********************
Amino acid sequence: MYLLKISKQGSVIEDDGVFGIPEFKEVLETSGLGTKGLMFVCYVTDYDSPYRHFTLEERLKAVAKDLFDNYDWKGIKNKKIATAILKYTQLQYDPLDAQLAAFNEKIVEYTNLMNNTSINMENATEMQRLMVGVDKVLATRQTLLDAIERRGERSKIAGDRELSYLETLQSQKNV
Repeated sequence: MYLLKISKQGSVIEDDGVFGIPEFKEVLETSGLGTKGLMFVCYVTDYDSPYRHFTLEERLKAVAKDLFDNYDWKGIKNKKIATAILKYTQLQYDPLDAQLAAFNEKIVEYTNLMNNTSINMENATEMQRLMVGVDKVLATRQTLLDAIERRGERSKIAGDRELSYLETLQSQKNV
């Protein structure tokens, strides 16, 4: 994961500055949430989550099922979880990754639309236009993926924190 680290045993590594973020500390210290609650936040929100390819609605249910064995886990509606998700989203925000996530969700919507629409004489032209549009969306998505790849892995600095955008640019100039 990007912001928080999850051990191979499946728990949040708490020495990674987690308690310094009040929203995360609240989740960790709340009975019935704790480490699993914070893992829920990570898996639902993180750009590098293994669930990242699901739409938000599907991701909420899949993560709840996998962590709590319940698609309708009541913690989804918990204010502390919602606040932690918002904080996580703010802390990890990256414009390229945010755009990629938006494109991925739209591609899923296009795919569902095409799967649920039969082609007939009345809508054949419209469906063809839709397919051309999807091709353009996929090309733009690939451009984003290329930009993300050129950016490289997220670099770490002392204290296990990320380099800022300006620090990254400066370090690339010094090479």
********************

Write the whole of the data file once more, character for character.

Amino acid sequence: MYLLKISKQGSVIEDDGVFGIPEFKEVLETSGLGTKGLMFVCYVTDYDSPYRHFTLEERLKAVAKDLFDNYDWKGIKNKKIATAILKYTQLQYDPLDAQLAAFNEKIVEYTNLMNNTSINMENATEMQRLMVGVDKVLATRQTLLDAIERRGERSKIAGDRELSYLETLQSQKNV
Repeated sequence: MYLLKISKQGSVIEDDGVFGIPEFKEVLETSGLGTKGLMFVCYVTDYDSPYRHFTLEERLKAVAKDLFDNYDWKGIKNKKIATAILKYTQLQYDPLDAQLAAFNEKIVEYTNLMNNTSINMENATEMQRLMVGVDKVLATRQTLLDAIERRGERSKIAGDRELSYLETLQSQKNV
């Protein structure tokens, strides 16, 4: 994961500055949430989550099922979880990754639309236009993926924190 680290045993590594973020500390210290609650936040929100390819609605249910064995886990509606998700989203925000996530969700919507629409004489032209549009969306998505790849892995600095955008640019100039 990007912001928080999850051990191979499946728990949040708490020495990674987690308690310094009040929203995360609240989740960790709340009975019935704790480490699993914070893992829920990570898996639902993180750009590098293994669930990242699901739409938000599907991701909420899949993560709840996998962590709590319940698609309708009541913690989804918990204010502390919602606040932690918002904080996580703010802390990890990256414009390229945010755009990629938006494109991925739209591609899923296009795919569902095409799967649920039969082609007939009345809508054949419209469906063809839709397919051309999807091709353009996929090309733009690939451009984003290329930009993300050129950016490289997220670099770490002392204290296990990320380099800022300006620090990254400066370090690339010094090479």